Secret #2: Read the ingredient list
Cats are special. But very few people know exactly how special a cat’s nutritional requirements really are. We cannot feed cats like little dogs. In fact, cats have a number of unique metabolic idiosyncrasies that make them very different from their canine housemates. The biggest difference between cats and dogs is that cats are obligate carnivores. Obligate carnivores are required to get their nutrition from meat, whereas omnivorous species like dogs can get nutrition from both meat and vegetable matter. As a result, cats have a higher requirement for protein than dogs, as well as a requirement for a diet-supplied source of the amino acid taurine, without which they will form deficiencies. This means that cats cannot get all of their nutrient requirements from a food created for dogs, so it’s important to choose an appropriate cat-species-specific diet.
Knowing exactly what is in your cat’s food can have a huge impact on their health. Look for a diet that contains a high quality animal protein source and has taurine included in the list of ingredients. Keep in mind that taurine will be lower on the list of ingredients because cats don’t require a lot of it in their diet (ingredients are listed in order by weight, from greatest to least).
If your cat doesn’t have allergies, these are the top four things to look for:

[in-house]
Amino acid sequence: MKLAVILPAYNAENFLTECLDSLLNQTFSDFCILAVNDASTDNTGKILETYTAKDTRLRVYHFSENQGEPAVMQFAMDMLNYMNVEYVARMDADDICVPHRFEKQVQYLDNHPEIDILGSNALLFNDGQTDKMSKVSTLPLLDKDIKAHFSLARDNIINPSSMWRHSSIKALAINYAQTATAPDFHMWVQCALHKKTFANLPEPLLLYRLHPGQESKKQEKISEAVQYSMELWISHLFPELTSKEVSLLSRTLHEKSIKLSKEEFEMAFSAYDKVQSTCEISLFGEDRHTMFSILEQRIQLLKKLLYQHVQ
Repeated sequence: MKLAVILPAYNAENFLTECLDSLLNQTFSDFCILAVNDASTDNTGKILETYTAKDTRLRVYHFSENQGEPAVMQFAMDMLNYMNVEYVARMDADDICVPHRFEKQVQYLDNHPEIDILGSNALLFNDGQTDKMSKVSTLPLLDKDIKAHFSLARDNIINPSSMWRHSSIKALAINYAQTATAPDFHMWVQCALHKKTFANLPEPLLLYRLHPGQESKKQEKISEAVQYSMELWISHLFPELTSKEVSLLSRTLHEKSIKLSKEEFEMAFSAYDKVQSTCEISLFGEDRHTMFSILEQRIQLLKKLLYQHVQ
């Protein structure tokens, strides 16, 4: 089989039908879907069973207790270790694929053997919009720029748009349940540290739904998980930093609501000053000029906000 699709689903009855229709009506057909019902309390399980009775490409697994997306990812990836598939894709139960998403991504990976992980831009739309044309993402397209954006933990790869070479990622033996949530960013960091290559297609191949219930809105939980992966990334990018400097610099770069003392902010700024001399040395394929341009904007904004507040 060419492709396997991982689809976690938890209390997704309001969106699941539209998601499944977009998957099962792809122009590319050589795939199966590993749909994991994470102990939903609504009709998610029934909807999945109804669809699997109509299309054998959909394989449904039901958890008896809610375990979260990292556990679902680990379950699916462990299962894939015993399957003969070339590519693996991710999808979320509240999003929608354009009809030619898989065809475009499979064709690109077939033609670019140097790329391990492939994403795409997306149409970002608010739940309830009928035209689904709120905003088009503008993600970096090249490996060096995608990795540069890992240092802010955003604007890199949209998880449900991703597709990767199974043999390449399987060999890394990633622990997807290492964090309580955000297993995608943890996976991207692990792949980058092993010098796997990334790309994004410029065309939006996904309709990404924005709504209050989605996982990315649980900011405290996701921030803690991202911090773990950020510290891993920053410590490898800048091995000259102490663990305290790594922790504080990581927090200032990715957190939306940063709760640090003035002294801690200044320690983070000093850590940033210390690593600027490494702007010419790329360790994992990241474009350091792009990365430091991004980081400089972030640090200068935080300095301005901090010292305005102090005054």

1. A single meat (protein) source as the first ingredient. You should be able to tell what type of meat was used; chicken meal is a much better ingredient than meat meal.
2. Whole meat or meat meal. Meat by-products are made from the meat parts of the animal such as the organs, and are generally lower-quality ingredients handled less carefully than whole meats, so avoid by-products. Whole meat contains a lot of water, while meat meal is whole meat that has been cooked and dried. When whole fresh meat is followed by a grain in an ingredient list, it means that, once the water has been removed, there are actually more grains than meat in the food. If that is the case, look for a meat meal in the list of ingredients as well to ensure that there is enough meat protein in the food. The type of whole meat/meat meal (venison, rabbit, beef etc.) should be identified; avoid mystery meats! Many canned foods will contain meat by-products as these are often organ meats and are highly palatable for cats. While you do want to look for whole meat as a primary ingredient, organ meats can be a nutritious component of a canned food.
3. Whole grains or whole-grain meals. Kibble, by necessity, is comprised of at least 50 percent grain for processing purposes. Without it, the kibble would be too crumbly and wouldn’t hold together. Even though cats are carnivores, a diet of 50 percent carbohydrates (grains are a source of carbohydrates) is adequate, so long as the carbohydrate sources are good. When reading an ingredient list, look for whole ground rice, barley, pea, etc. and avoid a high content of processing products like corn gluten meal. Gluten meals (i.e. corn, wheat, rice etc.) are usually added as an alternate source of protein and are some times used to round out amino acid profiles, so it is okay for them to be present in small quantities, but they should definitely not be at the top of the ingredient list. Since cats have a very low requirement for carbohydrates, choose a food with a higher protein and fat level. Do keep an eye on portion size though, since protein and high fat diets tend to be higher in calories.